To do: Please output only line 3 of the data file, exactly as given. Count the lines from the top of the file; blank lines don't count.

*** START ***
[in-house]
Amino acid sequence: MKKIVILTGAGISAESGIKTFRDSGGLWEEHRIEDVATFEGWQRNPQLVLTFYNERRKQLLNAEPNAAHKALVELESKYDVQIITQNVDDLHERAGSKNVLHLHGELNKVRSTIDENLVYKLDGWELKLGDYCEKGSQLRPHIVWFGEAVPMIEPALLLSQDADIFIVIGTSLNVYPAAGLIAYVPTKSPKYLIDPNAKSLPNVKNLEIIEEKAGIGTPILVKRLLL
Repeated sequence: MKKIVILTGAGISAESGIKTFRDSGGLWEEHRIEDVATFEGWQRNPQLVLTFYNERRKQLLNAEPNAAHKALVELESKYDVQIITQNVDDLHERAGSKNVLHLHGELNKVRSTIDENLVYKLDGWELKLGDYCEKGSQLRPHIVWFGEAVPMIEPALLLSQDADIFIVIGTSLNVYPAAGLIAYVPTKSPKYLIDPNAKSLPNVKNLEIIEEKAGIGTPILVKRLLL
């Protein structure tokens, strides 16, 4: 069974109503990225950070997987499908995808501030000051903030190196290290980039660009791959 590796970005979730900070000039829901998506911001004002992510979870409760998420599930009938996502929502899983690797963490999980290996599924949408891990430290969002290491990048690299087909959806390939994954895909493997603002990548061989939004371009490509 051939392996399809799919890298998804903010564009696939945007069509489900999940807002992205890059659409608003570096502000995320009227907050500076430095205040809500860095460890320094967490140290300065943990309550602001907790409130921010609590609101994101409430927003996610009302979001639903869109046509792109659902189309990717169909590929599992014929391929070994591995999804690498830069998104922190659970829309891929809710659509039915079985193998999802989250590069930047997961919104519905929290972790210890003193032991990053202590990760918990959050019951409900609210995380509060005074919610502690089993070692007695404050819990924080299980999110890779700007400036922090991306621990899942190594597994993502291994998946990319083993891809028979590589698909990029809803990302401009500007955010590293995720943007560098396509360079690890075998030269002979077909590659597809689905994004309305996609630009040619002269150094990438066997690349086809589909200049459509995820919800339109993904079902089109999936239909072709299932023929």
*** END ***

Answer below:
Repeated sequence: MKKIVILTGAGISAESGIKTFRDSGGLWEEHRIEDVATFEGWQRNPQLVLTFYNERRKQLLNAEPNAAHKALVELESKYDVQIITQNVDDLHERAGSKNVLHLHGELNKVRSTIDENLVYKLDGWELKLGDYCEKGSQLRPHIVWFGEAVPMIEPALLLSQDADIFIVIGTSLNVYPAAGLIAYVPTKSPKYLIDPNAKSLPNVKNLEIIEEKAGIGTPILVKRLLL